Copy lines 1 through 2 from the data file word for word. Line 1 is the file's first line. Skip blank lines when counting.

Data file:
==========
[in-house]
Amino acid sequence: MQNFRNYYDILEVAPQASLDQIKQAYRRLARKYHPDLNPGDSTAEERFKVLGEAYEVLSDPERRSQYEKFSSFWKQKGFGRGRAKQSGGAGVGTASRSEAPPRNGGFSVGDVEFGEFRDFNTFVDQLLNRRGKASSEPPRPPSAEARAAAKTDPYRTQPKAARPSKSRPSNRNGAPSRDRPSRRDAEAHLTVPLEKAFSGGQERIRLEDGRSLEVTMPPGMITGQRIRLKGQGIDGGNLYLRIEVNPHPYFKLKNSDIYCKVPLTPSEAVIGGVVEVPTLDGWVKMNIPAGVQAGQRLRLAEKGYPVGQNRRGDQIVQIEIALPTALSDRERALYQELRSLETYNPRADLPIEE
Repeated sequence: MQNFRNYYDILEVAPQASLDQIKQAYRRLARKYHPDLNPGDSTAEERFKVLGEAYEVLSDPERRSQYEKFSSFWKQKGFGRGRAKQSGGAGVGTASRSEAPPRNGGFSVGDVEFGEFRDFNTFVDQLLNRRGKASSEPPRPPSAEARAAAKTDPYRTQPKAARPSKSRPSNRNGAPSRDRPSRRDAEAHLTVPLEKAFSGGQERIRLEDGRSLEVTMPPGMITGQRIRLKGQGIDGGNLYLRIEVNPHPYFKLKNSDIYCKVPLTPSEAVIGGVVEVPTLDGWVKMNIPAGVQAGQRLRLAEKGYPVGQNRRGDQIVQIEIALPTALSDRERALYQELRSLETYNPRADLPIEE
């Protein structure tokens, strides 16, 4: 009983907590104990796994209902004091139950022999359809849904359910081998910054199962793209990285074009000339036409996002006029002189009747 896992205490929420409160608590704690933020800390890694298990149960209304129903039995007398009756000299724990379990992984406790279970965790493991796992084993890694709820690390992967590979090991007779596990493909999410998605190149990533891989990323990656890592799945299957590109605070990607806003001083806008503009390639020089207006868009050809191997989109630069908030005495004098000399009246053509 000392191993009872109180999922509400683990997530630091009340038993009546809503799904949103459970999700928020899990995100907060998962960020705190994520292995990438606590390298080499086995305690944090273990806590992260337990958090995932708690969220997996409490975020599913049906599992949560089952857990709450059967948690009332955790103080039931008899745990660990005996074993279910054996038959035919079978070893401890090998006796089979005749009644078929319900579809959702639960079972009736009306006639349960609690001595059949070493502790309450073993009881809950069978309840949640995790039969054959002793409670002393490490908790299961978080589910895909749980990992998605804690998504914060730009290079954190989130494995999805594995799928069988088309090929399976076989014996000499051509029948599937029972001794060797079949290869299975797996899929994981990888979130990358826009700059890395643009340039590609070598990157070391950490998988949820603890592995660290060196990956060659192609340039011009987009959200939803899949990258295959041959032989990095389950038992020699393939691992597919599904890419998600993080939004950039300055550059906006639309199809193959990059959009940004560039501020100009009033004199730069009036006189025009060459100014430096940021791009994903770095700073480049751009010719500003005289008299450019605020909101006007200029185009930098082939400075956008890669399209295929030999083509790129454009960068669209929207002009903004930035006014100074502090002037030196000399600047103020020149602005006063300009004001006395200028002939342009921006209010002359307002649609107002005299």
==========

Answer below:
[in-house]
Amino acid sequence: MQNFRNYYDILEVAPQASLDQIKQAYRRLARKYHPDLNPGDSTAEERFKVLGEAYEVLSDPERRSQYEKFSSFWKQKGFGRGRAKQSGGAGVGTASRSEAPPRNGGFSVGDVEFGEFRDFNTFVDQLLNRRGKASSEPPRPPSAEARAAAKTDPYRTQPKAARPSKSRPSNRNGAPSRDRPSRRDAEAHLTVPLEKAFSGGQERIRLEDGRSLEVTMPPGMITGQRIRLKGQGIDGGNLYLRIEVNPHPYFKLKNSDIYCKVPLTPSEAVIGGVVEVPTLDGWVKMNIPAGVQAGQRLRLAEKGYPVGQNRRGDQIVQIEIALPTALSDRERALYQELRSLETYNPRADLPIEE